Oiling the Engines of Invention - Pharmaceutical Executive


Oiling the Engines of Invention
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Koster A McKinsey study about two years ago actually references this issue. It claims that if large pharma started moving back toward preclinical and Phase I, and then looked at the price of current deals and actually doubled them, they would still come out ahead versus going for Phase II and III deals. An issue, though, for biotech is that the Street is pushing back the opposite way. And if you just look at price-to-book on various companies, you'll see that as you get into Phase II or III, the multiples start going up dramatically. So it's a difference between getting a partner to come in and help you do the heavy lifting, and help you be competitive, versus actually increasing the shareholder return as quickly as possible by taking your own compounds downstream. The right balance has to be found and struck.

Low-Hanging Fruit? At one point, the conversation looked as if it would turn to some early negotiations between licensees and licensors. That was when the topic of hot therapeutic areas came up.

Bernard What are the exciting, appealing, strategically fitting types of compounds or technologies out there today?

Ko One that is approvable and sells.

Pepin It has to be antibodies.

Koster The answer depends upon what your portfolio and your sales force look like, where you think you can sell, and whether you're selling to a specialty group or to primary care. The answer crosses over many therapeutic areas and indications.

There are areas of unmet need that still require a lot of attention. Pain is very underserved. Inflammation is another area that, broadly speaking, has been underserved and offers a lot of interesting opportunities. But in many cases we're talking about pretty heavy-duty anti-inflammatory agents that are generally immunosuppressive. There's a lot more opportunity for more specific agents.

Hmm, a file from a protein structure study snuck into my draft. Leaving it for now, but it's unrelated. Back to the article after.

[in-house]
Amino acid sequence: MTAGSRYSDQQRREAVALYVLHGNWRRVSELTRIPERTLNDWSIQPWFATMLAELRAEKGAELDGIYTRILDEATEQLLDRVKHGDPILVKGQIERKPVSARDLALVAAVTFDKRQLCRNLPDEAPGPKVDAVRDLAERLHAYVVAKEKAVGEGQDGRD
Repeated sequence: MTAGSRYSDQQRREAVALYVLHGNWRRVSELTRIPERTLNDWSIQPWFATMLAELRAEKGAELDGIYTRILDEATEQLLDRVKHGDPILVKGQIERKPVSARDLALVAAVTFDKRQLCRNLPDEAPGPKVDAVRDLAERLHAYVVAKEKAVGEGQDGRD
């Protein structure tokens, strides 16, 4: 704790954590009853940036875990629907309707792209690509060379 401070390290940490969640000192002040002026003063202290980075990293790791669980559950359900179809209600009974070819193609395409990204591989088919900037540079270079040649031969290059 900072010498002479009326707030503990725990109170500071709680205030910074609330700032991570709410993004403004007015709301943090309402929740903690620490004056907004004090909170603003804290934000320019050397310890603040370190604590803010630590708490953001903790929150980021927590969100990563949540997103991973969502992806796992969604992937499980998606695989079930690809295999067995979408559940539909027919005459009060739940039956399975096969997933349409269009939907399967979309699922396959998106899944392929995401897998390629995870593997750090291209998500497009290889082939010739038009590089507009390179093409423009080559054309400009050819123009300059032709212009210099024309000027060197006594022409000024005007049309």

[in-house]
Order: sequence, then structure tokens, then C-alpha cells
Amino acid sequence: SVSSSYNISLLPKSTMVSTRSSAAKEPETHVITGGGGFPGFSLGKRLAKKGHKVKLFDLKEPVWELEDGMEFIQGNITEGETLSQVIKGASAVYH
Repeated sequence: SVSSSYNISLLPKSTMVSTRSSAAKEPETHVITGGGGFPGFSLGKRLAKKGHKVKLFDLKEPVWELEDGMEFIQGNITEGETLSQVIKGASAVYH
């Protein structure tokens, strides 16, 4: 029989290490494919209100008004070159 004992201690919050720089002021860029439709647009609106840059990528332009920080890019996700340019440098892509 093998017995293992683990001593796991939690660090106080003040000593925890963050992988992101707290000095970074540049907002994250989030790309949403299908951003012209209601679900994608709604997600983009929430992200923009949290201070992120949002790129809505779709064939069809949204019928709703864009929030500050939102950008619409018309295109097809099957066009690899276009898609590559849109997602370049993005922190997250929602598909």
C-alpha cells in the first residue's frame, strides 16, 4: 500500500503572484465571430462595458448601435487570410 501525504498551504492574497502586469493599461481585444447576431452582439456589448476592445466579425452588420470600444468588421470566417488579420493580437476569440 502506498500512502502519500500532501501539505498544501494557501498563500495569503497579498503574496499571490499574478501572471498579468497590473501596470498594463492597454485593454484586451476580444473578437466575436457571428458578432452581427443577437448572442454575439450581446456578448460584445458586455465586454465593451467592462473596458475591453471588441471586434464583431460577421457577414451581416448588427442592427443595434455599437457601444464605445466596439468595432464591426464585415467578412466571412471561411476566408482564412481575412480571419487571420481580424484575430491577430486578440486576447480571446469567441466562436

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In the CNS area, we felt we had a full armamentarium for depression and anxiety five to 10 years ago, and now we're saying there are many problems with side effects; the issues with SSRIs that are being debated right now, whether adolescents should really be taking these or not. That's a huge area. Cancer certainly has received a lot of attention and will still require more. But development of new drugs is going to be quite confusing, especially with more than 400 oncology clinical trials with all sorts of agents for different targets.

Yanni Baby boomer issues: diabetes and obesity. And metabolic syndrome.

We have an extremely active group looking at potential oncology targets, and since there are so many, we have to place our bets, as it were, somewhere—there are only so many that you can do. Many of those that we look at are not going to be within our "strategic direction." We see a lot of opportunities every year, and the number that we actually go forward with is quite small. So there is going to be a high percentage of noes versus the percentage of yeses.

Ko Why can you only go after a small number? Why not a lot?

Cupit There are hundreds of reasons, but I'll try to distill a couple. Sometimes the data is so early that there's really not a lot to talk about, and you can wait six months. And that's what we'll do. Instead of turning somebody down, we'll say, this looks intriguing. When you get to the next phase, please let us know. The other thing is that we've got to make sure that the patent estate is appropriate, because sometimes the patents haven't cleared yet and they're not willing to share them with us. Sometimes we can't get a CDA [confidential disclosure agreement] in place.


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